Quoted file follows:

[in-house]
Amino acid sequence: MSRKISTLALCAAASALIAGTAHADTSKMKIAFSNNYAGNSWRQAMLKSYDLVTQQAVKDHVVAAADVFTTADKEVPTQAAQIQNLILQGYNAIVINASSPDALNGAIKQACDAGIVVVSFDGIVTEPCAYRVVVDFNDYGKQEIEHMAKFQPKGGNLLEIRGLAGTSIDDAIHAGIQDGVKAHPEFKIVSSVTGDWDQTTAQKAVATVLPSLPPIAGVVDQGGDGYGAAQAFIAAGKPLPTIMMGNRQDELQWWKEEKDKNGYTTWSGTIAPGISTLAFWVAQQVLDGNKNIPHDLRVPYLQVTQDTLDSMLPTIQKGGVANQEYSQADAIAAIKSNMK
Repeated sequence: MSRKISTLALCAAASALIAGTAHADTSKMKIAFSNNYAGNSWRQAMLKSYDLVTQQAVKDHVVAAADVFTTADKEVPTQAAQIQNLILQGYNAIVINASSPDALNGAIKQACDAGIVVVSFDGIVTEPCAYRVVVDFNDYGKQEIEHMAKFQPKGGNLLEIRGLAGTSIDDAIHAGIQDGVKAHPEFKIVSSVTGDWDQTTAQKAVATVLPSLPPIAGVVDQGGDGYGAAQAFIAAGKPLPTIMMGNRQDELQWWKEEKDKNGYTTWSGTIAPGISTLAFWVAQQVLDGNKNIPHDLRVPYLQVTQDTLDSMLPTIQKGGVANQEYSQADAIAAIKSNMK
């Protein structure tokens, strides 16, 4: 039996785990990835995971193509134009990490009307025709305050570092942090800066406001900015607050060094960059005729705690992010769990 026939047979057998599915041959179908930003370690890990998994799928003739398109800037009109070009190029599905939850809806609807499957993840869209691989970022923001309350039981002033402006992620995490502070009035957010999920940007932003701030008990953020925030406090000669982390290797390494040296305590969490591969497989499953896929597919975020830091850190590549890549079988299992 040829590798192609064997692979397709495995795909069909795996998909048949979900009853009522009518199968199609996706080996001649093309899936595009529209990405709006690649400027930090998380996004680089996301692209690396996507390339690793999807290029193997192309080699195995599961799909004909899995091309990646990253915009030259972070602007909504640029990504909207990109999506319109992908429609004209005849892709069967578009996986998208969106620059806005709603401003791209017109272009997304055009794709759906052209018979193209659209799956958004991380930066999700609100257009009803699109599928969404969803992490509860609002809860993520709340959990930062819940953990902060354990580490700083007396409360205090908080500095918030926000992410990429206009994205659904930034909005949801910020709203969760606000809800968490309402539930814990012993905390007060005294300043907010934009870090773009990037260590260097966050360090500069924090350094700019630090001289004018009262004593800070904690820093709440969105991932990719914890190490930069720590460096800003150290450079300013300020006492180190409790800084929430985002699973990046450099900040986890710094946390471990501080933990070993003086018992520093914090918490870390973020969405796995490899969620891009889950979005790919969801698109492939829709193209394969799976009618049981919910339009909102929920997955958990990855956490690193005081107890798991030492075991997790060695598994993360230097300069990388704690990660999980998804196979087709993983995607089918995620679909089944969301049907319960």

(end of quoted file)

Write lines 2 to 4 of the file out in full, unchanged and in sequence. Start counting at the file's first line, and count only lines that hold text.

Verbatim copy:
Amino acid sequence: MSRKISTLALCAAASALIAGTAHADTSKMKIAFSNNYAGNSWRQAMLKSYDLVTQQAVKDHVVAAADVFTTADKEVPTQAAQIQNLILQGYNAIVINASSPDALNGAIKQACDAGIVVVSFDGIVTEPCAYRVVVDFNDYGKQEIEHMAKFQPKGGNLLEIRGLAGTSIDDAIHAGIQDGVKAHPEFKIVSSVTGDWDQTTAQKAVATVLPSLPPIAGVVDQGGDGYGAAQAFIAAGKPLPTIMMGNRQDELQWWKEEKDKNGYTTWSGTIAPGISTLAFWVAQQVLDGNKNIPHDLRVPYLQVTQDTLDSMLPTIQKGGVANQEYSQADAIAAIKSNMK
Repeated sequence: MSRKISTLALCAAASALIAGTAHADTSKMKIAFSNNYAGNSWRQAMLKSYDLVTQQAVKDHVVAAADVFTTADKEVPTQAAQIQNLILQGYNAIVINASSPDALNGAIKQACDAGIVVVSFDGIVTEPCAYRVVVDFNDYGKQEIEHMAKFQPKGGNLLEIRGLAGTSIDDAIHAGIQDGVKAHPEFKIVSSVTGDWDQTTAQKAVATVLPSLPPIAGVVDQGGDGYGAAQAFIAAGKPLPTIMMGNRQDELQWWKEEKDKNGYTTWSGTIAPGISTLAFWVAQQVLDGNKNIPHDLRVPYLQVTQDTLDSMLPTIQKGGVANQEYSQADAIAAIKSNMK
């Protein structure tokens, strides 16, 4: 039996785990990835995971193509134009990490009307025709305050570092942090800066406001900015607050060094960059005729705690992010769990 026939047979057998599915041959179908930003370690890990998994799928003739398109800037009109070009190029599905939850809806609807499957993840869209691989970022923001309350039981002033402006992620995490502070009035957010999920940007932003701030008990953020925030406090000669982390290797390494040296305590969490591969497989499953896929597919975020830091850190590549890549079988299992 040829590798192609064997692979397709495995795909069909795996998909048949979900009853009522009518199968199609996706080996001649093309899936595009529209990405709006690649400027930090998380996004680089996301692209690396996507390339690793999807290029193997192309080699195995599961799909004909899995091309990646990253915009030259972070602007909504640029990504909207990109999506319109992908429609004209005849892709069967578009996986998208969106620059806005709603401003791209017109272009997304055009794709759906052209018979193209659209799956958004991380930066999700609100257009009803699109599928969404969803992490509860609002809860993520709340959990930062819940953990902060354990580490700083007396409360205090908080500095918030926000992410990429206009994205659904930034909005949801910020709203969760606000809800968490309402539930814990012993905390007060005294300043907010934009870090773009990037260590260097966050360090500069924090350094700019630090001289004018009262004593800070904690820093709440969105991932990719914890190490930069720590460096800003150290450079300013300020006492180190409790800084929430985002699973990046450099900040986890710094946390471990501080933990070993003086018992520093914090918490870390973020969405796995490899969620891009889950979005790919969801698109492939829709193209394969799976009618049981919910339009909102929920997955958990990855956490690193005081107890798991030492075991997790060695598994993360230097300069990388704690990660999980998804196979087709993983995607089918995620679909089944969301049907319960």